As a birth parent in an open adoption, you want to be part of your birth child’s life in some way. This is actually made possible by establishing and maintaining trust and communication with the adoptive family over time. Here are some suggestions on how to build a great relationship with your birth child’s adoptive family:

1. Understand Their Rights

Know that the adoptive family is taking over the daily decisions and responsibilities of raising the child as their own. You’ll want to start off communicating openly and honestly with them, acknowledging their role as parents.

2. Proceed Slowly and Recognize Boundaries

Start out by getting to know the adoptive parents. However, be sure that the communication takes place on the agreed upon terms by the means of contact you’ve all decided upon. For example, it’s best to avoid unexpected text messages, or communicating through social media, until you understand the boundaries that have been set.

3. Expect Changes in the Relationship Over Time

In fact, Lee Helland’s article in Parents Magazine cites a report asserting that 36% of all adopted children have some sort of communication with their birth families. Adoptive families and birth families tend make contact about seven times per year during the first few years. That contact typically gradually decreases over time, with only 40% of adoptive families keeping in contact with the birth family after 14 years. However, for those adoptive families that do keep in touch, Helland writes, the frequency of communication tends to increase over time, and the relationship deepens.

4. Show Interest in the Lives of the Adoptive Parents

Whether you have coffee with the adoptive parents now and then, or if you communicate by letter or online, ask about their lives, interests, and well being. Be ready to share those aspects of your life with them if they ask, so they can learn a little bit about you as a person.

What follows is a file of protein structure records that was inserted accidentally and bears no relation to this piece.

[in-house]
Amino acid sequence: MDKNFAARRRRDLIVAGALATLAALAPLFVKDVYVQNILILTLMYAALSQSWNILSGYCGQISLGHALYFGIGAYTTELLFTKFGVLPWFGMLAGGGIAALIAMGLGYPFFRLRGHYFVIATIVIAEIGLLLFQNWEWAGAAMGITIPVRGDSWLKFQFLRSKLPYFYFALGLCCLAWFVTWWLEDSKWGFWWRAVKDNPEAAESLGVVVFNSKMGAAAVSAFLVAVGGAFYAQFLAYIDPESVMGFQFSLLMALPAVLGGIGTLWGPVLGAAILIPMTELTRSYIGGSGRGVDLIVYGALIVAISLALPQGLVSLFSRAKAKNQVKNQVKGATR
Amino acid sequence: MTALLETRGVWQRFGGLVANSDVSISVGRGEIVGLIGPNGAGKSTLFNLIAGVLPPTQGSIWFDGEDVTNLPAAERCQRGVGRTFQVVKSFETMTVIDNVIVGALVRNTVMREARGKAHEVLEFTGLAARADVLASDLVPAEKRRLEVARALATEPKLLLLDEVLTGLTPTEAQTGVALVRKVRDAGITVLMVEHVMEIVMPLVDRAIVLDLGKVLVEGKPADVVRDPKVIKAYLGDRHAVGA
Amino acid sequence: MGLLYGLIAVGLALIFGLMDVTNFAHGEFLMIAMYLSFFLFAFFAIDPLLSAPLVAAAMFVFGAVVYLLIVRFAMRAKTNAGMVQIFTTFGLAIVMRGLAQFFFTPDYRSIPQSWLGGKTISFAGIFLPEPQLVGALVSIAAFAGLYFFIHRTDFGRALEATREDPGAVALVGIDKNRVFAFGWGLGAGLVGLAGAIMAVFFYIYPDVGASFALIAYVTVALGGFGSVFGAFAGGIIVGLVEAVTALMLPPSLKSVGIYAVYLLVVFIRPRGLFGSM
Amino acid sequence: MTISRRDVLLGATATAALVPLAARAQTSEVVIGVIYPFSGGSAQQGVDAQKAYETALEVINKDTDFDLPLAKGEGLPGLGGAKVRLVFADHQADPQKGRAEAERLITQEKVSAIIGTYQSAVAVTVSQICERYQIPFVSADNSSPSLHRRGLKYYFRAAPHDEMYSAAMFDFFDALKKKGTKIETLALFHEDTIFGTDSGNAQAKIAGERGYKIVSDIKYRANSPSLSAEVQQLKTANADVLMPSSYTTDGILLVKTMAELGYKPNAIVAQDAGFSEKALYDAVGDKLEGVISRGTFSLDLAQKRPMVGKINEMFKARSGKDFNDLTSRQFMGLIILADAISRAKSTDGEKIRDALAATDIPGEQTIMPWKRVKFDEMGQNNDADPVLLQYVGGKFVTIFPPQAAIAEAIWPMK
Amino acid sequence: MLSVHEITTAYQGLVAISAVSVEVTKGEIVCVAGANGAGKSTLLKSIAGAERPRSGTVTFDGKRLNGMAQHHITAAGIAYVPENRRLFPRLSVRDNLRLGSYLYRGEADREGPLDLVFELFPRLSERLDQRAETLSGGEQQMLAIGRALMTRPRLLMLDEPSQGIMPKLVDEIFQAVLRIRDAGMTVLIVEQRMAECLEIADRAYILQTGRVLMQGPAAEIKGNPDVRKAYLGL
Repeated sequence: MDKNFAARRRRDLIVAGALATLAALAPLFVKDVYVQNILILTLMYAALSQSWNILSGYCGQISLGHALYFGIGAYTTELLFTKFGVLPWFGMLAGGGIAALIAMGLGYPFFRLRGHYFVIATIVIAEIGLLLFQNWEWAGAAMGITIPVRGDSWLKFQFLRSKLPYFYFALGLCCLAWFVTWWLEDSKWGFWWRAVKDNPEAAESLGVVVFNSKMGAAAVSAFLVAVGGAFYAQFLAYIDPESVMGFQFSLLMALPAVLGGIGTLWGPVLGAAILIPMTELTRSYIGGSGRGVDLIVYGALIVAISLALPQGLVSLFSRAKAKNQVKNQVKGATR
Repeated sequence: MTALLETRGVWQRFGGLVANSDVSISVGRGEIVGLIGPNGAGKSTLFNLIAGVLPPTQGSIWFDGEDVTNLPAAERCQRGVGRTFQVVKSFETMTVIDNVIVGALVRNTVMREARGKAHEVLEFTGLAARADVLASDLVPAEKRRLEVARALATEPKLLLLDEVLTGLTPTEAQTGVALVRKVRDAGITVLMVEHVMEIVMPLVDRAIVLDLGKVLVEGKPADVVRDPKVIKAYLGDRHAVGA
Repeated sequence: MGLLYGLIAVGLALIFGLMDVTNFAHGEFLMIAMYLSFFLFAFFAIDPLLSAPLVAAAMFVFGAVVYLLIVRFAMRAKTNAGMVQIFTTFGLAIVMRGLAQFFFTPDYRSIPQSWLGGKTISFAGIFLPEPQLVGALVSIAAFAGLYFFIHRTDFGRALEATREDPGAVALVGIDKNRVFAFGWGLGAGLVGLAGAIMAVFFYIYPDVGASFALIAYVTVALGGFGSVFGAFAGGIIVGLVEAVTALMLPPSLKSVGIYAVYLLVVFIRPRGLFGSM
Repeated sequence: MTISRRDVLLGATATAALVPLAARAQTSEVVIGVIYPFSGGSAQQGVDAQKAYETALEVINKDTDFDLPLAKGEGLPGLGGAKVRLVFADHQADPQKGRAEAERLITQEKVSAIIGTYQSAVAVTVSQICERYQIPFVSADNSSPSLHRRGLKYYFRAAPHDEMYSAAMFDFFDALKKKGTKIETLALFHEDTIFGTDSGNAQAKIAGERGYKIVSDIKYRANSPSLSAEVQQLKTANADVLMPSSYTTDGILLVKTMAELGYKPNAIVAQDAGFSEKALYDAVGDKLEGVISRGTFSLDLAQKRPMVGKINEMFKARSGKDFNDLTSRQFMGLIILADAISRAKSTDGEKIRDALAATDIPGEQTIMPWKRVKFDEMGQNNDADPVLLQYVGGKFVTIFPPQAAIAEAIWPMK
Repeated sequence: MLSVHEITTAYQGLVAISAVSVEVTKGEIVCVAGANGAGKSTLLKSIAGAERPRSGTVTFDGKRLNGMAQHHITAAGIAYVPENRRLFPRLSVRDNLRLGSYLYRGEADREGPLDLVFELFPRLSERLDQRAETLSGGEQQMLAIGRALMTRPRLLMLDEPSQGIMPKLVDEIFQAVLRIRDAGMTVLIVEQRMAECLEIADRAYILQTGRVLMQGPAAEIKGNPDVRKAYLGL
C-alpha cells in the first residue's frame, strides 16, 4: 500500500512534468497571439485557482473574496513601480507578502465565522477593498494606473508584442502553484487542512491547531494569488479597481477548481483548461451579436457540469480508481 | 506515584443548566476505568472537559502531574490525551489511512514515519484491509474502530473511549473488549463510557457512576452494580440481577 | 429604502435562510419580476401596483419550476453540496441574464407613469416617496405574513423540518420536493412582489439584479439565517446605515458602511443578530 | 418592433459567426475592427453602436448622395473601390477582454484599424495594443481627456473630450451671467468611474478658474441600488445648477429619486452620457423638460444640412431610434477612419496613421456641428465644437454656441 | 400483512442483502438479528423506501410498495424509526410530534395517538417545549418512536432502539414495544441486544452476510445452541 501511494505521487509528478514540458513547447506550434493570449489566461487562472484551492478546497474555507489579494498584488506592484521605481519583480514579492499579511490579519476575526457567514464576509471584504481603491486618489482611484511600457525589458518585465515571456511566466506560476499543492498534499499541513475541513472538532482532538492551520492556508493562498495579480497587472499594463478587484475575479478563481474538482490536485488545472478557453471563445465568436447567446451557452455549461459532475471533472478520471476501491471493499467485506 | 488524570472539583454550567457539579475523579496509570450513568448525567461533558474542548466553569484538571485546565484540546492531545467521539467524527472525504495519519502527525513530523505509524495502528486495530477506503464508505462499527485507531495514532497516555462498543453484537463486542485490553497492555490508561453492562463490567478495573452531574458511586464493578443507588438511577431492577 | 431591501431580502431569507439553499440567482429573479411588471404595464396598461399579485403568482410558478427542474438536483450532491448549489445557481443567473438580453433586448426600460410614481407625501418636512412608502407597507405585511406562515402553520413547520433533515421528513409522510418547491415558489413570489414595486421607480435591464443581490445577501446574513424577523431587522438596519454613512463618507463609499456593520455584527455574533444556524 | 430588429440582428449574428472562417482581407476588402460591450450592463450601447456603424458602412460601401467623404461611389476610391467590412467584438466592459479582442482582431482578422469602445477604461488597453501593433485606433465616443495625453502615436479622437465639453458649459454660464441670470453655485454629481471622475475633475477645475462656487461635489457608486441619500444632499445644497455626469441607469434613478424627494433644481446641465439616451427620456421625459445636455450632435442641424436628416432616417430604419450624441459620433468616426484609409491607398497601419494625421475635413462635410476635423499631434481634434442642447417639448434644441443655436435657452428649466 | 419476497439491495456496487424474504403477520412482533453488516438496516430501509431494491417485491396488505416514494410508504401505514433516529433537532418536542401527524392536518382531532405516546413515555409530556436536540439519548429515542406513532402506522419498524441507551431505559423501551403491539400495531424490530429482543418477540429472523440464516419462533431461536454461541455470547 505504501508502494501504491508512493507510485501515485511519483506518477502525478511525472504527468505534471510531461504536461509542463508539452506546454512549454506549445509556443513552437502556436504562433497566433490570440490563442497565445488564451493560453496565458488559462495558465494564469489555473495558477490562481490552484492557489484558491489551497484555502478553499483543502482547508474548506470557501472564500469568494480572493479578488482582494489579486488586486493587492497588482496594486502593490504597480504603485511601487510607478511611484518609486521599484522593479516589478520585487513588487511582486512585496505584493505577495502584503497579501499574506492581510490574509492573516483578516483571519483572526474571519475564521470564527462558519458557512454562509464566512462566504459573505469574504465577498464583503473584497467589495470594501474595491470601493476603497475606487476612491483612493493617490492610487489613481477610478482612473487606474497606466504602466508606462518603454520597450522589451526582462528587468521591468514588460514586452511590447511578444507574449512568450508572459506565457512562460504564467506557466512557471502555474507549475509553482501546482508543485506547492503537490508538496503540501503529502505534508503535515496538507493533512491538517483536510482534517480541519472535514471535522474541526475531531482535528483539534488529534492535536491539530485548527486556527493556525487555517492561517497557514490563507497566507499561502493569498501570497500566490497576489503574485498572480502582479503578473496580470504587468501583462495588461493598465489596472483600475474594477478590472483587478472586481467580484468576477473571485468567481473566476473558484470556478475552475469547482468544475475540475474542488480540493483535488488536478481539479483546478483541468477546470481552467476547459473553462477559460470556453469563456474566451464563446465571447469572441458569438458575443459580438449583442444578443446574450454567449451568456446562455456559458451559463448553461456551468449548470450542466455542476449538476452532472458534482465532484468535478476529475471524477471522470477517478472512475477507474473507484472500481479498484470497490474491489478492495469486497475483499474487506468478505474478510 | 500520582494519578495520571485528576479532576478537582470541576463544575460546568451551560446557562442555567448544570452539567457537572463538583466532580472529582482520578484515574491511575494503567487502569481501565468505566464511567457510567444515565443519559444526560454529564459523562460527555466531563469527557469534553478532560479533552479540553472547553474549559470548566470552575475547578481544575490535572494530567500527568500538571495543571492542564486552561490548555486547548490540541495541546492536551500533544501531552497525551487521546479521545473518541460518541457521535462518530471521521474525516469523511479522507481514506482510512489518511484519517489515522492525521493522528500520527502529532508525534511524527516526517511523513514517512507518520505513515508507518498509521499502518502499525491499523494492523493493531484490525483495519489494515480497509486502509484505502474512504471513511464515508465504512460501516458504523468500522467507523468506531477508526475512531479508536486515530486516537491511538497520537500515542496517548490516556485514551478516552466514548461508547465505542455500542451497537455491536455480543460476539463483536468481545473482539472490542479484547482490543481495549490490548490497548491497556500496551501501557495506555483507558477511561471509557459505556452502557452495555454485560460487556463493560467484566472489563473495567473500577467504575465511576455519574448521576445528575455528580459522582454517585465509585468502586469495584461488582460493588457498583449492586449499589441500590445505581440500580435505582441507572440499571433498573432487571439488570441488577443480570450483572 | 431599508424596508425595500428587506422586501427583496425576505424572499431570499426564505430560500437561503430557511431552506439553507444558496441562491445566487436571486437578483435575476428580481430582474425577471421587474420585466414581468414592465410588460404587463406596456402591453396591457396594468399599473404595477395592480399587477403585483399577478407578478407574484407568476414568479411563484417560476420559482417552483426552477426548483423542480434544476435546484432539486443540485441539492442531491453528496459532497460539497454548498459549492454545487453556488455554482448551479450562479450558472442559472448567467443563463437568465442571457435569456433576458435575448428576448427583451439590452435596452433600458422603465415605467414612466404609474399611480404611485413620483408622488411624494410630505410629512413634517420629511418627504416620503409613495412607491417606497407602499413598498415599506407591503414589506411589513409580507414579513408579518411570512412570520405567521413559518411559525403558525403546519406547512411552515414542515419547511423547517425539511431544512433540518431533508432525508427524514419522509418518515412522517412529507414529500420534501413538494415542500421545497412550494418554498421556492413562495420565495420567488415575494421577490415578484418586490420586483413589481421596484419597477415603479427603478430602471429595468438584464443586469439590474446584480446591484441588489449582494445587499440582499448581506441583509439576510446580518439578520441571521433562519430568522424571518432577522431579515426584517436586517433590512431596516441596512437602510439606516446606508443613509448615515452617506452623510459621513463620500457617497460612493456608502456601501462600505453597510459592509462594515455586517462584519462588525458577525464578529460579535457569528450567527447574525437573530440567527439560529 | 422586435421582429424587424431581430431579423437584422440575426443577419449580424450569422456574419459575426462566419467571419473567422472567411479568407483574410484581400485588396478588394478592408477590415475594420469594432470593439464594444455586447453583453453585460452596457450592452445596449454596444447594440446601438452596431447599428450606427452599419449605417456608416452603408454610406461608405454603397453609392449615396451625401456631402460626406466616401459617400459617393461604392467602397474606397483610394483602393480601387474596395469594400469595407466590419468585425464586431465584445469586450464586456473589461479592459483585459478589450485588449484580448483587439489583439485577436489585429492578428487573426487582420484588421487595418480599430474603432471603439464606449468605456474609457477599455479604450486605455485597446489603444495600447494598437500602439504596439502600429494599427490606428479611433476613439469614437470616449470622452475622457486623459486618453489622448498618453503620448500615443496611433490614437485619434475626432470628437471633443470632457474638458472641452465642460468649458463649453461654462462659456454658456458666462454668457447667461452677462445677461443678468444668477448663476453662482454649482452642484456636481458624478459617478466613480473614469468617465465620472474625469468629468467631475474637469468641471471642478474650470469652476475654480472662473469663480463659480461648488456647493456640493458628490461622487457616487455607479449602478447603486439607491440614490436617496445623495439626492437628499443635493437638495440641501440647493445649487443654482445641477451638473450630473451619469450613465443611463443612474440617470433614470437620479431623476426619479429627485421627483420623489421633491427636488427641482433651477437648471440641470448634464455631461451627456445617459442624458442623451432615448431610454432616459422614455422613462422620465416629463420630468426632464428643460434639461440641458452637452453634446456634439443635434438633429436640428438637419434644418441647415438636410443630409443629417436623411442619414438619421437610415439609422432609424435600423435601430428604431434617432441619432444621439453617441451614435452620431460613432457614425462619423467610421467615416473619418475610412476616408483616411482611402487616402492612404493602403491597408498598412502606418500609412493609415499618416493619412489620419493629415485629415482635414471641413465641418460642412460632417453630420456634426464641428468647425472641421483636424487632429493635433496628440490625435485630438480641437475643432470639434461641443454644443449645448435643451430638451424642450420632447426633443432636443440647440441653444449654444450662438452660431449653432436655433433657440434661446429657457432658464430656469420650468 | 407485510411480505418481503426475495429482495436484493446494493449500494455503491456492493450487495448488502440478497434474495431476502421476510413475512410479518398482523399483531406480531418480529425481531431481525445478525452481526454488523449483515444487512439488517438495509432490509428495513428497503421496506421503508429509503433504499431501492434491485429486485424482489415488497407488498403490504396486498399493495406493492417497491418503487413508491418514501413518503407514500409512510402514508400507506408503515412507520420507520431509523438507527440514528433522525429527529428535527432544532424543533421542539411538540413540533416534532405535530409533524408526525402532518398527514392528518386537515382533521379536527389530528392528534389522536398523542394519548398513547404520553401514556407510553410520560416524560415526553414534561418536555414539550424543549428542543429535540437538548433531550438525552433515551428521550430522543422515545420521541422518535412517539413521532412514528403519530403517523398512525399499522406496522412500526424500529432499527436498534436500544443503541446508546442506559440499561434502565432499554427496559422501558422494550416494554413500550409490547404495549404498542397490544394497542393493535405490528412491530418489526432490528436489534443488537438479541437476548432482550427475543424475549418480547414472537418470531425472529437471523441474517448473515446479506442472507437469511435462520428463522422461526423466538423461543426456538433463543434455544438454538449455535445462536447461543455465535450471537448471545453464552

The more you attempt to really get to know the adoptive family and share your life with them, the deeper your relationship will become. It’s a fundamental piece to building a great relationship.

5. Include the Siblings

When you do communicate with the family, be sure to also show interest in your birth child’s siblings. If you have playdates with your birth child, for instance, make an effort to include the siblings in your playtime when feasible.

If you just have contact with the adoptive parents, on the other hand, ask about what the child’s adoptive siblings are up to, and be eager to learn about their accomplishments.

Finally, if you are sending birthday and Christmas cards to your birth child through the adoptive parents, find out if and when it is appropriate to do the same thing for your birth child’s adoptive siblings.

6. Keep Your Family’s Medical History Transparent

One of the most important ways to earn your adoptive family’s trust and appreciation is to be open about providing information about your own family’s medical history. The adoptive parents are also likely to ask about the birth father – and any other information that helps them take the very best of care of your birth child. By being transparent with this information, you’ll demonstrate your consideration and concern, which can lead to a deeper relationship between both families.

The best way to a build a great relationship with the adoptive family early on is to proceed slowly and communicating openly with the adoptive family. This means going with the flow and acknowledging the boundaries of communication that have been established. At the same time, get to know the entire family, give them opportunities to share aspects of their lives with you, and be sensitive to the family’s need or desire for changes in the frequency and depth of communication over time. As a result, a mutual trust and respect will develop between both families, paving the way for an ongoing, healthy relationship with your birth child.

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